The Jane Goodall Institute New Zealand has a conservation partnership with Wellington Zoo. Through this partnership we have been able to support Melissa Williamson, Vet Nurse at the Nest Te Kōhanga, to join the JGI Spain team working in Senegal, conducting research on West African Chimpanzees and working with local communities through their conservation programme.

Mel with the research team


Hi everyone! If you missed my last blog, my name is Melissa Williamson and I am a Vet Nurse at The Nest Te Kōhanga, Wellington Zoo. My day-to-day job back home involves treating both native wildlife and Zoo animals - providing annual health checks, preventive health treatments, and treatment of injuries and illnesses within our varied resident animals and native wildlife.

Having lunch with my local family

I have been fortunate enough to be sent by the Wellington Zoo’s Conservation Fund, to Senegal, West Africa, to get to know more about the work of one of our conservation partners, the Jane Goodall Institute New Zealand. I am currently assisting the Jane Goodall Institute (JGI) Spain research team with the West African Chimpanzee conservation program, based in Kedougou, Senegal.

I have now been in Dindéfélo at the JGI Biological Station for a few weeks! The organisation has different departments to tackle different issues: Agroforestry, Sustainable development, Research, Conservation, Socioeconomic and Environmental Education, as well as Administration and Communications. I have been partially shadowing the research team, coordinated on the ground by Amanda Barciela from Spain, and staffed with a dozen local field assistants like Samba, Salam and Amadou, who know the forest in and around the reserve extremely well. 

Amanda teaching Mel how to interpret and record data from camera traps
Camera trap in the field
Mel with Amadou and Sala after they saw wild Chimpanzees nearby!

I am having my meals at the house of a lovely local family, the Diallo’s (actually most families have this surname here), and Salam the father (who is also in the JGI research team) is able to speak some English, which is very welcome.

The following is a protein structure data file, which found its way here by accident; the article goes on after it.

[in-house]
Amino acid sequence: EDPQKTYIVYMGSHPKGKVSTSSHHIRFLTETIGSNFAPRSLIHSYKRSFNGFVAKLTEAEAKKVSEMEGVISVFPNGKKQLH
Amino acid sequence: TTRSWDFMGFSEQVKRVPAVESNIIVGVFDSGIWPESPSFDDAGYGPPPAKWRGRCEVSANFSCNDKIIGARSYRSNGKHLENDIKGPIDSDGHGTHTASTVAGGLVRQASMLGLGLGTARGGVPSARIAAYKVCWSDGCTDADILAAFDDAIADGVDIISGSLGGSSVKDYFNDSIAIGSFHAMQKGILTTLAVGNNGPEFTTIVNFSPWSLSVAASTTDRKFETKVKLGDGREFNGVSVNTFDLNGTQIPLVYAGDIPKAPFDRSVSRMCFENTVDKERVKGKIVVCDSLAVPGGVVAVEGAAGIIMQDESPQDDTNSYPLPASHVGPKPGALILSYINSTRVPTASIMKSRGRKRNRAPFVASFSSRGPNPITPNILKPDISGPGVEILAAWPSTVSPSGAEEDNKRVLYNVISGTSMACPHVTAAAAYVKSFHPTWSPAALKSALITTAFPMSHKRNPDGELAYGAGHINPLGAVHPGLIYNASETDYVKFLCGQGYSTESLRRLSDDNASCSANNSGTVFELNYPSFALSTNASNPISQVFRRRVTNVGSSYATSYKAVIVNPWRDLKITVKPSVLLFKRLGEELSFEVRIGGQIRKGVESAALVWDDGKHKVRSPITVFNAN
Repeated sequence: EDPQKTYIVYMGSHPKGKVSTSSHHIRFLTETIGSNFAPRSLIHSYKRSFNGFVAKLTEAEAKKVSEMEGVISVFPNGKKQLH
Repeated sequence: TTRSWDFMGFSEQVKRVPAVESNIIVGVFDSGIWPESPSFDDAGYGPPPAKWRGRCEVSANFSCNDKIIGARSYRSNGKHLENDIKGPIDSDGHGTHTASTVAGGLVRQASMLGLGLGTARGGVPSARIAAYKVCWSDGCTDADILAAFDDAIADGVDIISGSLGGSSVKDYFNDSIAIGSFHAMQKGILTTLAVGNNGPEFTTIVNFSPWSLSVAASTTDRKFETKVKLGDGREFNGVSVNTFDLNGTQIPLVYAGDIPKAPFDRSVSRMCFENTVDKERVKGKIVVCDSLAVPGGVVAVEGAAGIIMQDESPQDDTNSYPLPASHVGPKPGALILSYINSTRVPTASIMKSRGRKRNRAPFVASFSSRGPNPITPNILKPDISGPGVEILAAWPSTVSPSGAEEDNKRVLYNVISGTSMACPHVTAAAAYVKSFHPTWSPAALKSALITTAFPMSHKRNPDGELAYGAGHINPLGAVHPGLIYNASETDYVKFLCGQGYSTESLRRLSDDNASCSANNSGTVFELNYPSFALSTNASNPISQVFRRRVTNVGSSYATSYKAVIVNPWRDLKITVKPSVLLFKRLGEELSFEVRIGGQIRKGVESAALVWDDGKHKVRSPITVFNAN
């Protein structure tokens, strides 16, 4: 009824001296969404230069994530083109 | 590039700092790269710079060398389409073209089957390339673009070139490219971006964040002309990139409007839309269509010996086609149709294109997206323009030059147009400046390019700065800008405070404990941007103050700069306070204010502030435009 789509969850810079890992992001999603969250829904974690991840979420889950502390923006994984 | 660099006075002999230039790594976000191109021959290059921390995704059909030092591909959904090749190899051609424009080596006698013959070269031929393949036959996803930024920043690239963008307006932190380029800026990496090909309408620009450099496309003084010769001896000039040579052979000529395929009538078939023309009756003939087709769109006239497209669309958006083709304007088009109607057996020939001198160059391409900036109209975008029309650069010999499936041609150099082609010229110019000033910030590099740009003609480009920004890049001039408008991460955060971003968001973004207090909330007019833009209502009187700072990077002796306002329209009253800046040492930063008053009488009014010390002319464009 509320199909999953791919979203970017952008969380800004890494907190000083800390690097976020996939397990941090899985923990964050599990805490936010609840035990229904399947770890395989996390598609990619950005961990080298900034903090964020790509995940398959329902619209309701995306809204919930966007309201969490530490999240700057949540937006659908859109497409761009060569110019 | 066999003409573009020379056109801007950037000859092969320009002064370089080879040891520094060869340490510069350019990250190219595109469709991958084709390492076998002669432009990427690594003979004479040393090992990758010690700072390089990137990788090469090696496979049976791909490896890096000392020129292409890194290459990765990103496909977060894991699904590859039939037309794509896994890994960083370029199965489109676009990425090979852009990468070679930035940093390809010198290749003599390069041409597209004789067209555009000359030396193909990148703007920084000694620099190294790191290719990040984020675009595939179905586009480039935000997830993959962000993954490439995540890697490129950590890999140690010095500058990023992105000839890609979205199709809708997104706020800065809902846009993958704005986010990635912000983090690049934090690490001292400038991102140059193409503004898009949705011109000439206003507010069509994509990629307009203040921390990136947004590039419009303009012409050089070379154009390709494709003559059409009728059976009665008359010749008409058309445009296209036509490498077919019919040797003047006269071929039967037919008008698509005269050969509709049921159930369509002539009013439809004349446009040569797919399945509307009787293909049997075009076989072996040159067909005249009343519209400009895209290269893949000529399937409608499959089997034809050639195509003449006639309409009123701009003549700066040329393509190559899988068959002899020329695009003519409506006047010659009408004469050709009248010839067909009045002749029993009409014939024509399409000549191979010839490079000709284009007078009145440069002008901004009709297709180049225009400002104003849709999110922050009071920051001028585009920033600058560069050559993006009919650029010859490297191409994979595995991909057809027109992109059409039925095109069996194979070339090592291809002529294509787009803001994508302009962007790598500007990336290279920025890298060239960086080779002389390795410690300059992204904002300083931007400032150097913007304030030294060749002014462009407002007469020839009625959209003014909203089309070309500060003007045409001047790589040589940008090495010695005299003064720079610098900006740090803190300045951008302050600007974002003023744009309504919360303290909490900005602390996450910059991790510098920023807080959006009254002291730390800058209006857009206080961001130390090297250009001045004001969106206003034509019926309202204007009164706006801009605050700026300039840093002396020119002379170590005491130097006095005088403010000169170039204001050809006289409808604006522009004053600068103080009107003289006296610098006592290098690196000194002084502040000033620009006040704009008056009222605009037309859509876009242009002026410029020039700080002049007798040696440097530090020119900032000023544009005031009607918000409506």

The first few days I was trained by Amanda on the information to be collected when in the field and the equipment used for this. I was given an overview of the Dindéfélo Commune Nature Reserve and shown the conclusions of their annual research, the results of which are used by the other teams to help in future planning to ensure ideal habitats for the chimp population and the many other species here. For example, the Agroforestry team uses information on chimp locations, nesting, sightings and chimp diet to determine the most appropriate places for reforestation and suitable trees to plant for the chimpanzees; while creating buffer zones or plantations for the needs of the local people.

Information is collected using a Runbo - a waterproof and very hardy hand held system which has the capability to plot GPS coordinates and to store and partially analyse the information collected in the field. The information is then transferred onto a computer software system called SMART which allows for further analysis. The data can then be fed back to the JGIS Agroforestry department, which manages the tree nursery in Dindéfélo, which is a haven at the centre for growing many different seeds that are useful to the locals and the forest species, with the aim of being planted back in the forest. Wellington Zoo has been able to donate two of these units to JGIS this year and they will be used to further these studies for 2019 onwards.

Chimp nests
Chimp footprints
Well-eaten food by a Chimp